St Margaret's Head Tunnel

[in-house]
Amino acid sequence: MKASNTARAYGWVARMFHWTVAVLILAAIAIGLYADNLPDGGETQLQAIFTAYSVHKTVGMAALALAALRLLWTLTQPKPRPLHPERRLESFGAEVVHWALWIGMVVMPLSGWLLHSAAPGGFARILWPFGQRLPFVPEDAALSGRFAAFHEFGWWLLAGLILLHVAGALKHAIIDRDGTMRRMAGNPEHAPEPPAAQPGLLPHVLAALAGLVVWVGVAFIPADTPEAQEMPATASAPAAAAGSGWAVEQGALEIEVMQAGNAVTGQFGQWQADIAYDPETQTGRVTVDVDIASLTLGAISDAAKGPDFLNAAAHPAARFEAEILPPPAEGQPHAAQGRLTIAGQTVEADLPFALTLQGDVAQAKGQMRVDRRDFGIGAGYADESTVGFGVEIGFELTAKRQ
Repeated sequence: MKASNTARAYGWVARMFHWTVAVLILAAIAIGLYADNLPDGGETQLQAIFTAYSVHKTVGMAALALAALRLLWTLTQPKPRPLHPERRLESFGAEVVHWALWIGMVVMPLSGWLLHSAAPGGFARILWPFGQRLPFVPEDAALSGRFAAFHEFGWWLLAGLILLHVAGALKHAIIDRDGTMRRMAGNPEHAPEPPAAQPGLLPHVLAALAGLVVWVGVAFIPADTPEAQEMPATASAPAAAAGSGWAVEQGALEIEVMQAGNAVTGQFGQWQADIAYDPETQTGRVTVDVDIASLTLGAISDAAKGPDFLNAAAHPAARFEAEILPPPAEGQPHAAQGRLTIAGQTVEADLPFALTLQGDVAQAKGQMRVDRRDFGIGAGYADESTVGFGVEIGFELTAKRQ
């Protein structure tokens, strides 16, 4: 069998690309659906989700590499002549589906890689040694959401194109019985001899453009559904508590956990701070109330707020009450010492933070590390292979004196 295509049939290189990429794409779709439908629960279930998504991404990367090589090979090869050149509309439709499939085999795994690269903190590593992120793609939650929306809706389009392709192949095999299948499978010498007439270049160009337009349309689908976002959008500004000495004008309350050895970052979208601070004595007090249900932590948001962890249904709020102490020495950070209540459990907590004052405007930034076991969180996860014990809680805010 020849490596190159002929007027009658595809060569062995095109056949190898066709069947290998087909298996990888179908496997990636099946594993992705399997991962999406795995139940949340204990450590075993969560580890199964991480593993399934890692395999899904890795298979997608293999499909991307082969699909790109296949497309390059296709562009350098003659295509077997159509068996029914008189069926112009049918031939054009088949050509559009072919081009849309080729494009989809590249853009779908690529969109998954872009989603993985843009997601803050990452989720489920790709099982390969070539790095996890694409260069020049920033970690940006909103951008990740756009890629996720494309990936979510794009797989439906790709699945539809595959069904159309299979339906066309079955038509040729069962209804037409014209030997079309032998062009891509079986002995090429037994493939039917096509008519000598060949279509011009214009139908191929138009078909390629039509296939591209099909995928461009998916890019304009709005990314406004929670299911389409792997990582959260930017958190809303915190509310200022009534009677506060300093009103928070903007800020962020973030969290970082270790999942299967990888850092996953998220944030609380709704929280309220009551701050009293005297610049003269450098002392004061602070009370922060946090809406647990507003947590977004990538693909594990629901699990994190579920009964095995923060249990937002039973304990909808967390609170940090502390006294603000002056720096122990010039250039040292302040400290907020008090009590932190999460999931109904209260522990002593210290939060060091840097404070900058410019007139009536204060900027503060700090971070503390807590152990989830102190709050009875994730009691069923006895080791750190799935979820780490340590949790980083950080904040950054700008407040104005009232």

An abandoned and sealed railway tunnel in the S of Fife, St. Margaret's Head Tunnel lies a quarter-mile (0.4 km) northwest of North Queensferry. The tunnel was 420m (1378 feet) in length, 4.3m (14 feet) wide and 5.1m (16¾ feet) high but all that is now visible is its blocked-up southern entrance. The brick-lined tunnel opened with the Dunfermline and Queensferry Railway in 1877, serving a pier at North Queensferry where railway passengers and freight crossed the Firth of Forth. However this crossing was not as popular as the route from Granton to Burntisland, and was superseded when the Forth Bridge opened in 1890. The branch was still used to transport coal until 1954. The northern approach roads to the Forth Road Bridge were built 15m (50 feet) above the tunnel in the 1960s but concerns over its strength following earthworks associated with the construction of the Queensferry Crossing brought about its infilling in 2017-18. The portals had been sealed many years previously, so access was only possible through vertical ventilation shafts. Some 21,342 high-density polystyrene blocks were shaped and packed into the tunnel and concrete was poured in from above, ensuring it was sealed. This solution does leave the possibility of it being reopened in the future should it ever be required.

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